G20 environment ministers adopt framework to tackle marine litter

Jill Heinerth

The Group of 20 (G20) Ministerial Meeting on Energy Transitions and Global Environment for Sustainable Growth adopted a framework for action on marine plastic litter. In a Communique, the G20 Environment Ministers call for action to tackle marine plastic litter and microplastics, among other types of marine litter, and to address the adverse impacts on marine ecosystems, livelihoods, industries and human health.

The Ministerial Meeting convened from 15-16 June 2019, in Karuizawa Town, Nagano Prefecture, Japan, ahead of the G20 Summit in Osaka, from 28-29 June. Discussions addressed energy innovation, energy security, energy efficiency, renewable energy, nuclear energy, fossil fuels, energy access and affordability, and adaptation and resilient infrastructure, including ecosystem-based approaches.

The ‘G20 Implementation Framework for Actions on Marine Plastic Litter,’ builds on the G20 Action Plan on Marine Litter that was adopted at the G20 Summit in 2017, in Hamburg, Germany. The new action framework is anticipated to complement the UN Environment Programme’s (UNEP) work on marine litter and single-use plastics. The Implementation Framework aims to facilitate further actions on marine litter while taking into account national policies, approaches and circumstances.

To implement the action plan, the G20 will promote a comprehensive life-cycle approach to “urgently and effectively” prevent and reduce plastic litter discharge into the ocean. The approach will focus on land-based sources in particular, and pursue action including environmentally sound waste management, clean up of marine plastic litter, prevention and reduction of plastic waste generation and littering. It will also promote sustainable consumption and production (SCP), including resource efficiency, circular economy and sustainable materials management. The action plan further promotes deployment of innovative solutions, in cooperation with existing international initiatives and fora, and international cooperation to enhance national capacities.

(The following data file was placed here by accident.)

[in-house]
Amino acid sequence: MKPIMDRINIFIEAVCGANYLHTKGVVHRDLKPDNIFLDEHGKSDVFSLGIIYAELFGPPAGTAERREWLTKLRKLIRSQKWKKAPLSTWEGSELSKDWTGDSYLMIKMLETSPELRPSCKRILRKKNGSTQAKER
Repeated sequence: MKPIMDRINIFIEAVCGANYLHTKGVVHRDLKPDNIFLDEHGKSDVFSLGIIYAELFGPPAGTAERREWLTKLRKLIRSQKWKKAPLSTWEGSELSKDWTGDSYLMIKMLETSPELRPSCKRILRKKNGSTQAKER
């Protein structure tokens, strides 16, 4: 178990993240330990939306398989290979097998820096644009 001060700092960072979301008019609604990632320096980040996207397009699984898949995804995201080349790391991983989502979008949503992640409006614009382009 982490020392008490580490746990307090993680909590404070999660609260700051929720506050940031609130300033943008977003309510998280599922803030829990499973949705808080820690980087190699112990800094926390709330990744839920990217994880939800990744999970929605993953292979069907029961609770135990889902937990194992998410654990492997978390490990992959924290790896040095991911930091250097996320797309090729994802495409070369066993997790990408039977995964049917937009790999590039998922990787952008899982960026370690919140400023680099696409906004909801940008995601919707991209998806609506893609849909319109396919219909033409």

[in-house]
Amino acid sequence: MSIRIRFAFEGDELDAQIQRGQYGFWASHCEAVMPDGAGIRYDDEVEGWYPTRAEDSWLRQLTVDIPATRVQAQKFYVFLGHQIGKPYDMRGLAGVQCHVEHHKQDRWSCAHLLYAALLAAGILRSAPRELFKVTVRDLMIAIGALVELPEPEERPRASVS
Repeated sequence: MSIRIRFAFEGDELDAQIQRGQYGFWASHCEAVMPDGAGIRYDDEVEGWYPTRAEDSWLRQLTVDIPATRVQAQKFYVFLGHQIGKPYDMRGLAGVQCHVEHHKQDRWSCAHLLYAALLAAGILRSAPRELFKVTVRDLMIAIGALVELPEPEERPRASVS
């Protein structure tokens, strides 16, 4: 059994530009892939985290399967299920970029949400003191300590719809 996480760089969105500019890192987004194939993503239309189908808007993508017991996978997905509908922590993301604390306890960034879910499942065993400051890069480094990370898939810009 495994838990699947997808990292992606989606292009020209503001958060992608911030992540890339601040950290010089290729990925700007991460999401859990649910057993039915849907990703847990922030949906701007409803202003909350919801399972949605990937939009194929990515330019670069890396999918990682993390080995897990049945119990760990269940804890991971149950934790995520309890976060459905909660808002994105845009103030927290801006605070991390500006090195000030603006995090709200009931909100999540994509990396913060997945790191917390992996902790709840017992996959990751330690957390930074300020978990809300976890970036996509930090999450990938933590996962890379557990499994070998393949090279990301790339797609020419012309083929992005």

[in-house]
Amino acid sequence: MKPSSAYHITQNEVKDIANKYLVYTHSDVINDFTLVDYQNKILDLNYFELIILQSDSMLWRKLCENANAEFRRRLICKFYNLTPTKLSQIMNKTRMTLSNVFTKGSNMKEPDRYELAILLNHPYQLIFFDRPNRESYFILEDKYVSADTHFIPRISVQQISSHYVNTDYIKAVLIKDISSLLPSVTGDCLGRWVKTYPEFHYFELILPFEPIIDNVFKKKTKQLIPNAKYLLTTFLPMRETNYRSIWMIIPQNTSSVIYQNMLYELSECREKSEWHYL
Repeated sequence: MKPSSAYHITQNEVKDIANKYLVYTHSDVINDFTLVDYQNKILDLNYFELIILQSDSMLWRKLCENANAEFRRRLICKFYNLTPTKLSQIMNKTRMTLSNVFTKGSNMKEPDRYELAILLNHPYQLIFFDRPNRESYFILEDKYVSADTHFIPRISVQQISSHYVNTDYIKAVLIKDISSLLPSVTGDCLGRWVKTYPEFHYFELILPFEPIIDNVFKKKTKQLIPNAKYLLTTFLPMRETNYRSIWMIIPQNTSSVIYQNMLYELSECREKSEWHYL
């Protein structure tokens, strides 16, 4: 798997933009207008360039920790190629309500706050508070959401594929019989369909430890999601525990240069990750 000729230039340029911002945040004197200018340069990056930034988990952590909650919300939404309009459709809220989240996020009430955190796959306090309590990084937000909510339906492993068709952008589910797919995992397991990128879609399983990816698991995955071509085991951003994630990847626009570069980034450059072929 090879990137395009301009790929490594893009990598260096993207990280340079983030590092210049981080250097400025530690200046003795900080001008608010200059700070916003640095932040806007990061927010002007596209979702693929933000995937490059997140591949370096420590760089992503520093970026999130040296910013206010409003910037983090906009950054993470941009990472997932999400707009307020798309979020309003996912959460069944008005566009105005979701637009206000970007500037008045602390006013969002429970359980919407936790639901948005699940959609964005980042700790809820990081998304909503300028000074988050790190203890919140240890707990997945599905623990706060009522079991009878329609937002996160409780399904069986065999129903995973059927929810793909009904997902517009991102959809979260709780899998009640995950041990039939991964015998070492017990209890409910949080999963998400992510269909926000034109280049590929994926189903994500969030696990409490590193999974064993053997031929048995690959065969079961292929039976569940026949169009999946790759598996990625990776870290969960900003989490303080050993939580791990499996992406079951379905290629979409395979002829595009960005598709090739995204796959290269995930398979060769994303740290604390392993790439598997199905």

In a Communique, the G20 Environment Ministers recognize that such action contributes to the SDGs, particularly SDG 12 (responsible consumption and production). Ministers further recognize the importance of SDG 12 to addressing environmental challenges, managing resources sustainability and creating jobs, among other goals. The Communique highlights the contribution of improving resource efficiency to marine litter, and supports a life-cycle approach to reduce waste discharge into the world’s oceans.

The implementation framework outlines key actions to share information on relevant policies, plans and measures taken, or to be taken, in line with the G20’s 2017 Action Plan on Marine Litter on a voluntary basis. Information sharing actions aim to promote peer learning from best practices and utilize opportunities to co-organize with relevant meetings, such as the G20 Resource Efficiency Dialogue during the Japanese Presidency. The Government of Japan will support the development of a portal site for efficient information sharing and updating.

The G20 members also agree to engage in activities on marine litter beyond the G20 to maximize synergies, particularly with UNEP. G20 members will place emphasis on regional cooperation with relevant regional initiatives and bodies, including Regional Seas Programs and Regional Fisheries Management Organizations (RFMOs), and invite relevant international organizations to develop policy options and tools to support best practices. The G20 encourages the development of global-scale monitoring of marine litter, using harmonized methodologies, and encourages scientific communities and experts to identify and estimate the sources, pathways and fate of plastic waste leakage.

Prime Minister Shinzo Abe of Japan, which is hosting the G20 summit, has identified reducing marine plastic waste as a key priority for Japan’s G20 Presidency. The G20 website notes that Japan, “as a nation surrounded by oceans, is seriously addressing this urgent issue,” and expresses support for ‘Plastics Smart’ initiatives including to separate and recycle waste.

Original Source: IISD website.

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